An Apron Full of Roses
This blog was inspired by the story of St. Elizabeth of Thuringia, famous for many things including The Miracle of the Roses, involving bread, an apron, and, of course, roses! Read on to learn more about her extraordinary life.
St. Elizabeth of Thuringia, also known as St. Elizabeth of Hungary, is the real person that inspired me to take the leap and make this blog. A devout Catholic, Elizabeth possessed a heart softened to the plight of others from a very early age. She imposed as much poverty on herself as her royal patronage allowed, loved her husband and community, and ultimately, became a member of the 3rd Order of St. Francis when they set up their first outpost in Germany before dying young at age 24. You can read more about her here and here.
- Teutonic Knights
- 3rd Order of St. Francis
- Dying Children
- People ridiculed for their faith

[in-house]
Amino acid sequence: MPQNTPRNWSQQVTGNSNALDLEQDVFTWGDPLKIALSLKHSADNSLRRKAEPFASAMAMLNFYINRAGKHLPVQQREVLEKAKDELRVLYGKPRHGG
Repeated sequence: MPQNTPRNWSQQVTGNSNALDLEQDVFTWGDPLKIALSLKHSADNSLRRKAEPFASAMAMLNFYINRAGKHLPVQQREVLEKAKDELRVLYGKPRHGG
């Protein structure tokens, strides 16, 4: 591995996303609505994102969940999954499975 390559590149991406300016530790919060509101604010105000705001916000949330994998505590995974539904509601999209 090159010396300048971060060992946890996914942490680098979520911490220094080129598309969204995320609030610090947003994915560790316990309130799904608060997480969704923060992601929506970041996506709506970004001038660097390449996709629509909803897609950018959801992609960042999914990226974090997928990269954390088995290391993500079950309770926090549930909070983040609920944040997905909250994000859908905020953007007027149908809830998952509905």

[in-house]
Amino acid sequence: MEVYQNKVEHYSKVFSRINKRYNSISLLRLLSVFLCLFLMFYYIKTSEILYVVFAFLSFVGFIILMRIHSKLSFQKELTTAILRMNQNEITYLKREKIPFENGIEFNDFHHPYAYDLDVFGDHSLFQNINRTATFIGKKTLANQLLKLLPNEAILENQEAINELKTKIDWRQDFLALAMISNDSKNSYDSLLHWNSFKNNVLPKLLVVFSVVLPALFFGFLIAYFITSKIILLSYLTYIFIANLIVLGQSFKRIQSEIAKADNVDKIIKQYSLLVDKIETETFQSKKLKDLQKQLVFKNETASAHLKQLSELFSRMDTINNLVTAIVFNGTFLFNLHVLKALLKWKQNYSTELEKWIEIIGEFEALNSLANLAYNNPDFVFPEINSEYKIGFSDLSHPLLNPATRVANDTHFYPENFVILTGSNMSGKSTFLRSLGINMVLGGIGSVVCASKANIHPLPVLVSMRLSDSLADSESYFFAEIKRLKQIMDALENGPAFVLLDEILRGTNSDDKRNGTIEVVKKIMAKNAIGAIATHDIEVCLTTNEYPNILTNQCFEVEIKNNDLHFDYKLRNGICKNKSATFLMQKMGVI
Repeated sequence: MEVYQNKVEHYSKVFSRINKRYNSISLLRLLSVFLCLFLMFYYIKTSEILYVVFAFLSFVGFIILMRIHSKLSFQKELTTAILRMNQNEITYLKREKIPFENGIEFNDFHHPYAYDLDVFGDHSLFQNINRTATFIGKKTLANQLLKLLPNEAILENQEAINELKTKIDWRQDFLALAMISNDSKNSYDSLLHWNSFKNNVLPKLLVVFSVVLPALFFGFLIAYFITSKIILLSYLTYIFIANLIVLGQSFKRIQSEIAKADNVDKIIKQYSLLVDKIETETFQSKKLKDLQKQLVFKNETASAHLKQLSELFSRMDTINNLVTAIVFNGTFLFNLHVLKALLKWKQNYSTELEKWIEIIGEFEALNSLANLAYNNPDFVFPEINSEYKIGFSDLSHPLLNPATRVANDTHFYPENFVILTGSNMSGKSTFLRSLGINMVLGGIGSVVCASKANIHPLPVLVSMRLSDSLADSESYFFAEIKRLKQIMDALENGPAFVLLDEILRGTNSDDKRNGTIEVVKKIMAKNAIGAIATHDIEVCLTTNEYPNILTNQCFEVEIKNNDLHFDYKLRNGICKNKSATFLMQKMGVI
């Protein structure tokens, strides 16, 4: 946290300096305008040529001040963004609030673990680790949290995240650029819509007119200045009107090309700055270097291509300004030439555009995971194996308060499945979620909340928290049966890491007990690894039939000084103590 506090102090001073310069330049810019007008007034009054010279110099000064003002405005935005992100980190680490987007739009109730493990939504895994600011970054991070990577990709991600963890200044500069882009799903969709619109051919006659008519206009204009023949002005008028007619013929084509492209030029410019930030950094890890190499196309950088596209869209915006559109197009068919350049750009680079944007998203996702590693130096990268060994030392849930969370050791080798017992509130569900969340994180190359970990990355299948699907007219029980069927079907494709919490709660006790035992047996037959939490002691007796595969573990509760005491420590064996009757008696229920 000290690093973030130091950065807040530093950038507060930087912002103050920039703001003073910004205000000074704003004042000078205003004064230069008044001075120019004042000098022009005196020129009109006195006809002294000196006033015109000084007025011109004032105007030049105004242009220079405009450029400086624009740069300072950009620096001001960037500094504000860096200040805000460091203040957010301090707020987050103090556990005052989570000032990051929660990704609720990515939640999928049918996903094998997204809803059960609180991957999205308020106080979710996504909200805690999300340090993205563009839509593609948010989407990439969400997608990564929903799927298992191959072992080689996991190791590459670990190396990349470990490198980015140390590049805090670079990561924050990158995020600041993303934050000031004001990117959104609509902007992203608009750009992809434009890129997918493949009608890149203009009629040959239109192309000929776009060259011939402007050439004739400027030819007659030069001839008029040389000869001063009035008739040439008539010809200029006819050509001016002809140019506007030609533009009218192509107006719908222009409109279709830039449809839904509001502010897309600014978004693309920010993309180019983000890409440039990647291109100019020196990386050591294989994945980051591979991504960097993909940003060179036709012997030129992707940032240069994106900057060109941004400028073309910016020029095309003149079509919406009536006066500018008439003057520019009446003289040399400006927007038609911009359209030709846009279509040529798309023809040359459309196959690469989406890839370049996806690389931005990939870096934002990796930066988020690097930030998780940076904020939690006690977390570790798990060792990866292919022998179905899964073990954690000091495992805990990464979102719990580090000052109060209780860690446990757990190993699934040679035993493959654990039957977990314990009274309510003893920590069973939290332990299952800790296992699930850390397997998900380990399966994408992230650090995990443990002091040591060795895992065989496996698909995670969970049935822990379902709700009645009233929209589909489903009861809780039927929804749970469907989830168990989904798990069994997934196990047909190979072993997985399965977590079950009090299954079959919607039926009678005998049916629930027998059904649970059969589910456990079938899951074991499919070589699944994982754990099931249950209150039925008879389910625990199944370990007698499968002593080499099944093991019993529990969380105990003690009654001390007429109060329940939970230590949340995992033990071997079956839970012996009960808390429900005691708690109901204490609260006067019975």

- Homeless People
The name Alden’s Apron is a play on one of St. Elizabeth’s miracles, which I once saw listed as “An Apron Full of Roses.” Known for tending to the poor despite the disapproval of her rich and royal family, St. Elizabeth would sneak food from Wartburg Castle in Germany (you can still visit) to feed the sick and needy in her village. When her father-in-law/ a soldier/ other authority figure (sources vary on this) caught her in the act, he forced her to turn out her apron and show what she “stole.” Elizabeth had no choice but to obey. To the man’s, and Elizabeth’s, surprise, the bread in her apron was turned into bouquets of red and white roses! What an amazing act of God.
This is Wartburg Castle, St. Elizabeth’s home in Germany after she was betrothed as a young child to Ludvig IV. It’s also significant in the formation of the Protestant church in Germany, it’s where Luther translated the Bible into German, and it even inspired a few Disney castles. Learn more here.